Kodalith Ortho Film
I am thinking about buying some Kodalith Ortho film.
Does anyone know what this film is like?
Sample pics would be great.
p.s. Here is the film on E*a*
Kodalith Ortho is a graphics arts film. It is very slow (about ISO 6, as I recall), extremely fine grained, and extremely contrasty. It was designed to produce either black or white, with absolutely no gray tone in between. With the right developer, like one of the POTA derived formulas, you can tame the contrast a little bit, but it will still be very contrasty. I believe Kodak discontinued this film some years ago, so any stock you find is probably quite old.
Ortho litho films were quite thin, so would probably sag in a conventional filmholder. Sometimes they
were full inch sizes, so would have to be trimmed down a bit. Sensitivity was typically about 75%
blue, 25% green. Kodalith is long gone. Arista APHS was discontinued more recently. Any ortho litho
avail at the moment is probably coming from Europe. The last batch of European stuff I tried was
actually pan, more like Tech Pan.
Try calling a graphic arts firm that caters to the printing trade. Ask for a "Rapid Access" line film. Some will work in lith developers but a paper developer like Dektol will give you high contrast. I was getting a tonal range from clear to Dmax 4+ over a 1 1/2 stop range.
Why are there no speaker jacks on a stereo camera?
It works for continuous tone, sort-of, in Dektol if you really underexpose and develop for 6 minutes or so. Not much in the way of DMax, though, as the whole thing is on the toe of the film.
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That looks like a really old tin with some storage problems with the rust on the sides. The Kodalith I have are in 100ft rolls, encased in a black plastic box. Ive got about 250ft or so left. It is very interesting stuff, that I just havent had enough time to really play with.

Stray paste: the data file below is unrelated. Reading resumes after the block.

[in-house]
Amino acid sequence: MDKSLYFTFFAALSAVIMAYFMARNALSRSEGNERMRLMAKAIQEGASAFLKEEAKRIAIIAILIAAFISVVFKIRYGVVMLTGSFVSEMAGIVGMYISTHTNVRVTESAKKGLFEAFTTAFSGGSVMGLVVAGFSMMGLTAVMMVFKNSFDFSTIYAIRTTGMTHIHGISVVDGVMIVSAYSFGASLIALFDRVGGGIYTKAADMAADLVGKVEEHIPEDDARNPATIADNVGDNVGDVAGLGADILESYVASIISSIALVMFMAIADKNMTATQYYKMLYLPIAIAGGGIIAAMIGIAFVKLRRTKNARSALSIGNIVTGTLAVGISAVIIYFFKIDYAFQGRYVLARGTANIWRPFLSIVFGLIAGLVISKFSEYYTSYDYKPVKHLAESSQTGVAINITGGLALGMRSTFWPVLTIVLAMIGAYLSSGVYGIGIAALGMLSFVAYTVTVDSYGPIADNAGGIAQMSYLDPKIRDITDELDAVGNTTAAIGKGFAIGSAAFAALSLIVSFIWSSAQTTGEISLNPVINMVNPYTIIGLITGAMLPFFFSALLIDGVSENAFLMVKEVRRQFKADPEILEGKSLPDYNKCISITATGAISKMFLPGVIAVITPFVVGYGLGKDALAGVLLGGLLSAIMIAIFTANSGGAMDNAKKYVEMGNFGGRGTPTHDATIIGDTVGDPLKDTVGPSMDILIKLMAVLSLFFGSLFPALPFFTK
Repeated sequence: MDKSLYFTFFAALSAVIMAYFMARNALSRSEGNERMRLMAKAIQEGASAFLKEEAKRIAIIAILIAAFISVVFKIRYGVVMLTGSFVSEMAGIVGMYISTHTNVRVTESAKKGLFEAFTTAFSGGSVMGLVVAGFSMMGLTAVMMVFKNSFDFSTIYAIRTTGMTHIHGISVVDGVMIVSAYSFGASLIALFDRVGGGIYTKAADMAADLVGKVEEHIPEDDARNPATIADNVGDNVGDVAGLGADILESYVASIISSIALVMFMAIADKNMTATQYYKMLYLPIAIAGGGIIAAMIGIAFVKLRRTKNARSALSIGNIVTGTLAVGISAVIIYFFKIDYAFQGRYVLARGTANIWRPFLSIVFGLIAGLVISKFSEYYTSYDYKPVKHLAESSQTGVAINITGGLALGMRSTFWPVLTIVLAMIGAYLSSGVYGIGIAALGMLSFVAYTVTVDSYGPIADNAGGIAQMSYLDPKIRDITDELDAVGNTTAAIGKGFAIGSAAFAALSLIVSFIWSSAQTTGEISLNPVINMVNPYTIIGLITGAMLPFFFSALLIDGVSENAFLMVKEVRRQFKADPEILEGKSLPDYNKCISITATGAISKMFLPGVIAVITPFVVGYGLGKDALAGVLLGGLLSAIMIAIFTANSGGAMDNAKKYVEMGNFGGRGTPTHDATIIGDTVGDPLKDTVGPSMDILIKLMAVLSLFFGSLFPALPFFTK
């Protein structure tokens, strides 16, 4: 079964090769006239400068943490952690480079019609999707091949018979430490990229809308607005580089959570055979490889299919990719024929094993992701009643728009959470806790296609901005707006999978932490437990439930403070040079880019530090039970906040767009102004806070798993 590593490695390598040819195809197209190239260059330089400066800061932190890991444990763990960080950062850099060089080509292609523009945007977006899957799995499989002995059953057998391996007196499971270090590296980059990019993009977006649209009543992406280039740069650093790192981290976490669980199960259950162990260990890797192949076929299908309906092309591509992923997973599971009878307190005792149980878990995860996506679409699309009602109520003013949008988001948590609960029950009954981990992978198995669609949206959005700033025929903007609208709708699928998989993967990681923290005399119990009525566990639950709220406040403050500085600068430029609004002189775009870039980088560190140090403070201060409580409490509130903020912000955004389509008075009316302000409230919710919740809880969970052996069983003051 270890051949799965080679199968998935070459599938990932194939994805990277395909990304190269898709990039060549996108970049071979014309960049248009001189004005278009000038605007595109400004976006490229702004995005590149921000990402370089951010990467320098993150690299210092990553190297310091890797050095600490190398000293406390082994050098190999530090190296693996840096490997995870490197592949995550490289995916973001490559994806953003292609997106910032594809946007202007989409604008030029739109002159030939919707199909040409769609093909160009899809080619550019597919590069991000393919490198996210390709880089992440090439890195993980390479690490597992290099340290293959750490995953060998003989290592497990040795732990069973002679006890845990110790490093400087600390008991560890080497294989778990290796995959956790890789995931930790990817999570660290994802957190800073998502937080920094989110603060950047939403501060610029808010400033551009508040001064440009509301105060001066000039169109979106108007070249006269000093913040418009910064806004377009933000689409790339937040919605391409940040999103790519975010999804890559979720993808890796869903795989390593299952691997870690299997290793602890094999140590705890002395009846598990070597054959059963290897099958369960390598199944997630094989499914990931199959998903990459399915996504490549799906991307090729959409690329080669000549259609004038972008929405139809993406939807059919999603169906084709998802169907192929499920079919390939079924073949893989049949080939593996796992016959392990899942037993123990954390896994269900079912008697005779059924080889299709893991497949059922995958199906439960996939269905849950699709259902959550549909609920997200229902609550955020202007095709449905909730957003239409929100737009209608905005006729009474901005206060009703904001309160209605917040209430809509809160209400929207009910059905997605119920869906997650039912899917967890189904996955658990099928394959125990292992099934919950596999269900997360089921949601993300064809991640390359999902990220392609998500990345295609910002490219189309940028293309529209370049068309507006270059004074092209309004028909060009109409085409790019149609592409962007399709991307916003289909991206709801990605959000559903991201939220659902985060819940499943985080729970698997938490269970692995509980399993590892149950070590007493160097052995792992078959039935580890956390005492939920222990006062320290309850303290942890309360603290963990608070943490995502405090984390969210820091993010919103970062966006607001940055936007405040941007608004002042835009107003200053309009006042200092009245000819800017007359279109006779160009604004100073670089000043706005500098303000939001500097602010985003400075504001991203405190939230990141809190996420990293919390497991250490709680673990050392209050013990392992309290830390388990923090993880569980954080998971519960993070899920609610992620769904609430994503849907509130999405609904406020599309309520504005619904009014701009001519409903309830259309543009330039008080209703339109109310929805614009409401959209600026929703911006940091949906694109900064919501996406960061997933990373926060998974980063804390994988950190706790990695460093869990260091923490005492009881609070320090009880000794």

Like others have said, it is very high contrast, and low speed. You can handle it under red safelight, and develop by inspection. I have also developed it for continuous tone in very dilute rodinal with semi-stand development. It is extremely fine grained.
Here is a scan of a test shot I developed in continuous tone.
Things you can potentially do with it: the high contrast negs are good for sabattier printing, you can contact print very high contrast copies of negatives you already had for interesting effects with it as you can handle it under red safelight, use it to shoot objects you would want to make stencils or other graphic art projects with, using it in urban areas to erase moving objects, such a people from scenes, you can use the low speed as well to shoot wide open in bright light without ND filters.
Thanks for all of your replies. Will the rusty tin affect the film.
I have heard somewhere that lith film lasts forever.
Well the film itself is in another plastic bag inside. If the seal around the tin has not been broken, and the rust has not penetrated to cause holes, film should last. The rust is an indicator though for improper storage, maybe in a spot that was not climate controlled, and not in a deep freeze, where constantly changing temps allowed moisture to collect on the surface of the metal. Metal is a very good thermal conductor.
Also the speed of this film is very low, that might help it survive as well with little or no fogging.
Look up the darkroom cookbook TDLC-1 formula.
I have used this to make continuous tone unsharp masks and in camera portraits (albeit with 2400w/s of direct flash at less than 6' to light the subject).
In the darkroom I use it projecting light onto the baseboard from the enlarger light, and placing the contact printing frame on the baseboard much as though it was printing paper.
TDLC-1 - at present, away from my notes, I don't recall exactly the formula, but it was moderate amount of sulfite, and a gram of metol per litre as the only developing agent, and maybe something else. I kind of think of it as like d-23 would look like on a starvation diet.
my real name, imagine that.
It does last 'forever' at room temp as long as you are not in the tropics. But remember that shadow detail will be lacking. Experiment with tiny pieces of film (about 1 inch) for exposure and development. I use Kodak ImageLink Microfilm (similar; I have both) and to expose for the shadows means that the highlights will be blown out (even with truncated development). You have to decide which is more important: shadows or highlights. But, by the same token, if you are photographing a very low contrast scene there is NO film better. You can make such scenes 'come to life'. I compromise on about EI 8 and develop about half the time as Tri-X. - David Lyga
Last edited by David Lyga; 06-06-2012 at 09:18 AM. Click to view previous post history.